Fabric First involves maximising the performance of the components and materials that make up the building fabric itself, before considering the use of mechanical or electrical building services systems.

“Before considering”

Whether new build or retrofit, we should do what we can to minimise the energy usage of our buildings as much as possible.

Improving the thermal performance of a building (fabric first), reduces heat loss, reduces heat demand, reduces running costs.

Energy Efficiency

What improving the fabric of your building won’t do however, is improve the efficiency of your heating system.

The heat will stay in your home for longer, and so your heating system won’t need to work as hard.

The output of your heating system will be lower (as your demand for it will be lower) — and so your energy bills will be lower.

The efficiency — how much (heat)kW can we produce per (energy)kW we put in — will remain unchanged.

If you improve the thermal performance of your building AND you fuel switch — i.e. change from a (gas) boiler to an (electric) heat pump- then you have the potential to save even more money based on the efficiency improvements of these competing technologies

For reference:

-Average boiler efficiency 90%

-Average air-source heat pump efficiency 300%

Why Fabric shouldn’t be first

There are plenty of market mechanisms at play (changing regulations and policies, new schemes available releasing grants and funding, private sector innovations) that will help market adoption of these technologies and materials — but something we can all do now, without spending any money — is change our behaviour.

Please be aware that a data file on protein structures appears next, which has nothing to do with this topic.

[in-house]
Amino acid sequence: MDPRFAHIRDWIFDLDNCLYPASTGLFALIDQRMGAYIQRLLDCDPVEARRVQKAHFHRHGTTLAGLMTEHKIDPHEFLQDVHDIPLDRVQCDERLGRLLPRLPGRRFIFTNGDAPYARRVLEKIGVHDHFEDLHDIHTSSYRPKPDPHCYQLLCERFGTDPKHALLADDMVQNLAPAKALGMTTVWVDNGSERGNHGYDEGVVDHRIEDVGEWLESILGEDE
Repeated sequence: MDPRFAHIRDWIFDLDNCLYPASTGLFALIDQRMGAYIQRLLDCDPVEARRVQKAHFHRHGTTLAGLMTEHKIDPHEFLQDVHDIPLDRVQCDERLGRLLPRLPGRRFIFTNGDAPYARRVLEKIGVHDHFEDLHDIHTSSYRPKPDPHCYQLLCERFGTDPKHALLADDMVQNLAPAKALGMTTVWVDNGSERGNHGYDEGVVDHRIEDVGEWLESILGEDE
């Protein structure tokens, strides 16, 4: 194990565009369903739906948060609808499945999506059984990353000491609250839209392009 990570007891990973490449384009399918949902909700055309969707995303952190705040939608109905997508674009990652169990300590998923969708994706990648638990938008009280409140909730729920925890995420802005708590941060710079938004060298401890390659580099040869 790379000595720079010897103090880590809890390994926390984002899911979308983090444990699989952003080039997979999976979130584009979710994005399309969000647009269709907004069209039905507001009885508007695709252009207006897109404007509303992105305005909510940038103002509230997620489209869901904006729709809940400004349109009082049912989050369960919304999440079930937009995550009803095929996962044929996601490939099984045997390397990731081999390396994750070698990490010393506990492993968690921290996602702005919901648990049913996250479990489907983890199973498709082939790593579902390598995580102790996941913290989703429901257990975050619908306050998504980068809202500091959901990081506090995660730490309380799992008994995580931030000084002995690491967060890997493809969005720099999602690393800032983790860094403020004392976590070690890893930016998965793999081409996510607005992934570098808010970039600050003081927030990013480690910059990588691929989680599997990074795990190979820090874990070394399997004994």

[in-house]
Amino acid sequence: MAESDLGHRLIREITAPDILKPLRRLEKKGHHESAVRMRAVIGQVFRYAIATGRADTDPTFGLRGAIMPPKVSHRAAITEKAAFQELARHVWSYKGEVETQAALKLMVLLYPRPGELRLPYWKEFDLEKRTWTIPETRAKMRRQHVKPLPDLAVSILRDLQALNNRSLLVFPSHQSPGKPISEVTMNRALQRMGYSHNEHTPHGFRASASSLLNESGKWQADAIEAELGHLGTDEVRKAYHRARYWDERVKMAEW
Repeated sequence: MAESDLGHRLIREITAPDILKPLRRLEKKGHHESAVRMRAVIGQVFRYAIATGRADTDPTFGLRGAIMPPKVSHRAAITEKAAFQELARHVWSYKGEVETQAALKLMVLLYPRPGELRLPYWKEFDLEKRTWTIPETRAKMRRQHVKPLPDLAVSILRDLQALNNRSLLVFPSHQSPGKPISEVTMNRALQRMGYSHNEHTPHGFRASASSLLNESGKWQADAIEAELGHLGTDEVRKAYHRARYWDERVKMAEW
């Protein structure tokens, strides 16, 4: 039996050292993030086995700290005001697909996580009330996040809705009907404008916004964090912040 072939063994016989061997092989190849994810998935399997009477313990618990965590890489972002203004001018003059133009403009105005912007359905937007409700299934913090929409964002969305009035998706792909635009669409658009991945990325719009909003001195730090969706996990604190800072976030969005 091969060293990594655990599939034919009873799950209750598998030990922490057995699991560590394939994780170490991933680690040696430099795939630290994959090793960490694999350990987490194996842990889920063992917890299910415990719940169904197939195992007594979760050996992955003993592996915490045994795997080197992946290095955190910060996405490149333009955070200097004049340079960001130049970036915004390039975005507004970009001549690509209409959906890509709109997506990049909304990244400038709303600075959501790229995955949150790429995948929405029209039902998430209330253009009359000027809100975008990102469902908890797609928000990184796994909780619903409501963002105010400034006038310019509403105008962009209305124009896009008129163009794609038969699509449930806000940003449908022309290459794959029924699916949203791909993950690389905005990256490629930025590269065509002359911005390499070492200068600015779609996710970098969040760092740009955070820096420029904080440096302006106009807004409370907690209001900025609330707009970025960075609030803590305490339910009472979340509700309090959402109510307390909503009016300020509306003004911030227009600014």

Behaviour Change

In February 2021, WRAP published the results of a series of surveys into UK adults’ attitudes to and behaviours around food waste during the Covid-19 pandemic in 2020.

Four surveys were undertaken in total (in April, May, September, and November 2020) and each had over 4,000 respondents.

Overall results from the surveys showed a decrease in reported levels of food waste.

On the 15th November, Octopus Energy encouraged their members to take part in the first test session of the energy firm’s new energy reduction scheme.

The Saving Session scheme pays households for reducing their energy usage at peak times of the day.

Over 200,000 households took part in the scheme —and the group managed to reduce the country’s demand for energy by 108MW.

The results show that customers with smart meters installed who opted to take part in the trial on 15 November last week were on average able to reduce their energy usage by well over half — 59 per cent — compared to their regular usage, according to the energy giant.

Typical billpayers received over £1 for the hour’s test, which ran from 5–6pm, on top of the savings to their bills from cutting down on energy, with the top five per cent of participants earning £4.27 on average, Octopus Energy said.

The company has said customers could save up to £100 over the course of the winter by participating in the trial.

Octopus’ energy saving trial sees customer usage halved in peak period

See here for the Octopus Energy community interaction!

Behaviour Change. Fabric Improvements. Ditch Gas. Use Data*

*More on the importance of data later…

Thank you for reading this article, I hope you’ve found it informative and potentially interesting.

Across the UK we are seeing huge rises in the need for food banks as thousands across the country struggle with the cost of living crisis, unfortunately this has also meant that food banks and charitable organisations have recently struggled with donations and supplies.

If you are able to help, by donating money or food to charities such as the Trussell Trust (or any local food banks in your area) please do; it all adds up and makes such a difference.



Join me on my sustainability journey @ https://www.linkedin.com/in/ryanphilp/